School leaders battling for money, local control |

School leaders battling for money, local control

Jason Glass, superintendent of Eagle County schools, is among Colorado's school superintendents who are hammering state lawmakers to restore state budget cuts and stop handing down unfunded mandates.
Dan Dougherty/Special to the Daily |

EAGLE COUNTY — School superintendents across Colorado are up in arms, and they’re not going to take it any more. What’s more, the superintendent of Eagle County Schools, Jason Glass, is helping lead the charge.

Glass has his hand in lead an “insurrection” against unfunded mandates and top-down directives from state and federal bureaucrats, and is fighting for more funding for K-12 education.

“We’re concerned that the decisions on how local schools are run are coming from under the Golden Dome,” Glass said. “For the statehouse to make decisions that should be made locally is imperious arrogance. … Through the past several years we’ve seen a historic gutting of education, coupled with a blizzard of unfunded mandates on schools.”

Money and control

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Like most family fights, this one is about money and control.

School budgets took their first real cuts — not just a slowdown in budget increases — when the recession hit. That’s understandable, Glass said.

“Everyone in every industry took a hit. Education was no different,” Glass said.

However, the state has $1 billion languishing in an education reserve fund. In addition, state revenue is running about $400 million ahead of projections, according to state budget data.

The superintendents are asking for an additional $275 million in K-12 education funding. That would come on top of a 3.4 percent increase proposed by Gov. John Hickenlooper.

Some of that would recoup part of the state education funding cuts the past few years and some would go toward at-risk students in areas such as English-language development, special education and literacy.

The superintendents will be taking their case to the general assembly either Friday or early next week. They have 90 percent of the superintendents from Colorado’s 179 school districts in their corner, Glass said.

That’s good, but it’s not enough, he said.

“It can’t be just us. We need parents and teachers and people who care about their communities to let legislators know they’re not willing for their local schools to be run this way,” Glass said.

Billion dollar backstop

State lawmakers say that $1 billion is a backstop in case Colorado is hit with another recession. However, lawmakers are trying to dip into that fund for other education-related projects.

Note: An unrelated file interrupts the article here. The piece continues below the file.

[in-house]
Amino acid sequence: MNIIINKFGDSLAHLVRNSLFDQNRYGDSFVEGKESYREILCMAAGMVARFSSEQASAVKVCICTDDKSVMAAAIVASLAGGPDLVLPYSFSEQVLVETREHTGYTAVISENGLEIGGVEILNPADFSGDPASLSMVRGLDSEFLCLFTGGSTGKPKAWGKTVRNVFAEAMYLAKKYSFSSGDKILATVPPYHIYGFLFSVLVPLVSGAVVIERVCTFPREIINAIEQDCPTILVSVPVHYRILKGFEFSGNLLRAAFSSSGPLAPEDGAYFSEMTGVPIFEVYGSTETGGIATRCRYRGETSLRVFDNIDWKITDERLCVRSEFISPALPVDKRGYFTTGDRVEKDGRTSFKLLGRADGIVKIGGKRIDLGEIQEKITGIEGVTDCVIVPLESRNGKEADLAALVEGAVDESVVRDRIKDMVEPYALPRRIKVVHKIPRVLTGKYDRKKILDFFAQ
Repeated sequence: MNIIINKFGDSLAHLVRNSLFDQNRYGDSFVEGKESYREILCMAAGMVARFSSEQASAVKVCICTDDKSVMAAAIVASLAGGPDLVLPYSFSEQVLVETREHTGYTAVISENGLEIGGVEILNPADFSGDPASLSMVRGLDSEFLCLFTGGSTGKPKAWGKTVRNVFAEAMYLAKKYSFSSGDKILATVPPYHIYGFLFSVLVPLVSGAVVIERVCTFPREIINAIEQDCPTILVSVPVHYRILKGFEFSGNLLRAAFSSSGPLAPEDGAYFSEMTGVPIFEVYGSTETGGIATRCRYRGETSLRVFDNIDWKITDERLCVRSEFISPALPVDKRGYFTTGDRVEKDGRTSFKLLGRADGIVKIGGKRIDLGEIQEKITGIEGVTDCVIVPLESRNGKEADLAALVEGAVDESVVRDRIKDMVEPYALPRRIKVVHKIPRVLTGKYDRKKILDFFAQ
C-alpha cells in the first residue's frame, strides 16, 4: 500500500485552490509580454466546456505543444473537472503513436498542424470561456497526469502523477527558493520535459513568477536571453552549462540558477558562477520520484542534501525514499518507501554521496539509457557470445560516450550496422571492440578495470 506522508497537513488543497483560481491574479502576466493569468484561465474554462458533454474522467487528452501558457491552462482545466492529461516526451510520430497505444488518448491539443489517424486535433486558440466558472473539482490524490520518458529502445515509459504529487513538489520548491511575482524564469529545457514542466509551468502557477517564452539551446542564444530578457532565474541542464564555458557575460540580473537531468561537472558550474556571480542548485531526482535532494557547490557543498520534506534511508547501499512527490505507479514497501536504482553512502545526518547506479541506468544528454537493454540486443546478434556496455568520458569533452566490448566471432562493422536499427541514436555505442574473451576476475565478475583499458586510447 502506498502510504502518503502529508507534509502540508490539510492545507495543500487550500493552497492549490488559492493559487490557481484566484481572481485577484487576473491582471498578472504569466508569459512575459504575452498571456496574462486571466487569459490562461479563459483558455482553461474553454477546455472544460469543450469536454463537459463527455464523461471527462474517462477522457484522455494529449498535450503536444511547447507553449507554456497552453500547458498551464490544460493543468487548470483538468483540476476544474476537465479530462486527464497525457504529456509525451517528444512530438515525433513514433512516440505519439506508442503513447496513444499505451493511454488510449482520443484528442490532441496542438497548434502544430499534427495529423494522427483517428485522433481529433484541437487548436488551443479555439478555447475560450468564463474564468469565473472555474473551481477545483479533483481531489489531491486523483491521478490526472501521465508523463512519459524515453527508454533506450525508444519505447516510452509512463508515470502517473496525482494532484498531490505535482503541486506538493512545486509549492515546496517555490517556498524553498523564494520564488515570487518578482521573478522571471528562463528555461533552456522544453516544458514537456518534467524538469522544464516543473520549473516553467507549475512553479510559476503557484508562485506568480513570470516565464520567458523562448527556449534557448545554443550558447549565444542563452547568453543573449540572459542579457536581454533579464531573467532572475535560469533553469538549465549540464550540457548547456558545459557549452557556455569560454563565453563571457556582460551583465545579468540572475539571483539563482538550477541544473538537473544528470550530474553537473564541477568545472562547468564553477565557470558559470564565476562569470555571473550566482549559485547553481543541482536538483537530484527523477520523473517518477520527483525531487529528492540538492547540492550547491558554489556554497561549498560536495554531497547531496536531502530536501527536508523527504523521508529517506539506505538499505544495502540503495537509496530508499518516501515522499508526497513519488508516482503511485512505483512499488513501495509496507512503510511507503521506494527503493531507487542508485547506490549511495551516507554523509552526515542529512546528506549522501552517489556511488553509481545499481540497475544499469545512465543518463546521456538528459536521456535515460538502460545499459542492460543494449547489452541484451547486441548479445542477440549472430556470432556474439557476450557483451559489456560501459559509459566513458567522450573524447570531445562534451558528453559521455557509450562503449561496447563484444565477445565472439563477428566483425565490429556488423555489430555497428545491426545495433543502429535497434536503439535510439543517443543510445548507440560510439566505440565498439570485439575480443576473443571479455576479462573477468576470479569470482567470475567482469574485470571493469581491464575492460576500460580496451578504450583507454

A Democratic proposal targets some of that $1 billion for new early childhood slots across the state. From the other side of the aisle, Republicans want to tap into the $1 billion to cover some charter school construction costs.

Glass said superintendents are not opposed to early childhood or building charter schools, but that’s not what the $1 billion is intended for.

“It’s wrong to put the state education system on a starvation diet to fund these pet projects,” he said. “Education should be non-partisan.”

In November, Colorado voters soundly defeated Amendment 66, which would have infused $950 million into the state’s schools. This is not that, Glass said.

“This is not Amendment 66. We’re not asking for new money. We’re asking for what’s promised from the taxes that have been collected already,” Glass said.

Unfunded mandates

While state lawmakers are keeping the purse strings tight at one end, superintendents claim they’re forcing local school districts to come up with money to pay for unfunded mandates. One of the latest is the state and federal departments of education demanding that standardized testing move online, but providing no money for schools to buy the gear.

It will cost Eagle County Schools $2 million to buy the Google Chromebooks it will need. If each of Colorado’s 832,368 students get a $312 Google Chromebook, that unfunded mandate will cost schools statewide $259,698,816.

Others unfunded mandates from the state include reforms in early literacy, educator effectiveness and school accountability.

“The legislature has got to stop with the unfunded, unproven, ideologically driven mandates they’ve been handing down,” Glass said. “The people closest to the kids are the ones in the best position to make those decisions. We don’t need state government politics thrusting unfunded and unproven mandates on us and hampering our ability to educate kids.”

Sen. Mike Johnston, a Denver Democrat and Vail native, said he wants school districts to get more money. He said he plans to introduce a bill within the next week or two — with no unfunded mandates.


Douglas Bissonette, Elizabeth School District superintendent, said solutions will not come from state or federal bureaucrats.

“They seem to think what citizens want are state-level, one-size-fits-all solutions for public education,” Bissonette told the Denver Post. “The reality is communities are supporting districts through bond issues and mill-levy overrides because they want local solutions that represent their values and goals.”

Staff Writer Randy Wyrick can be reached at 970-748-2935 and rwyrick@

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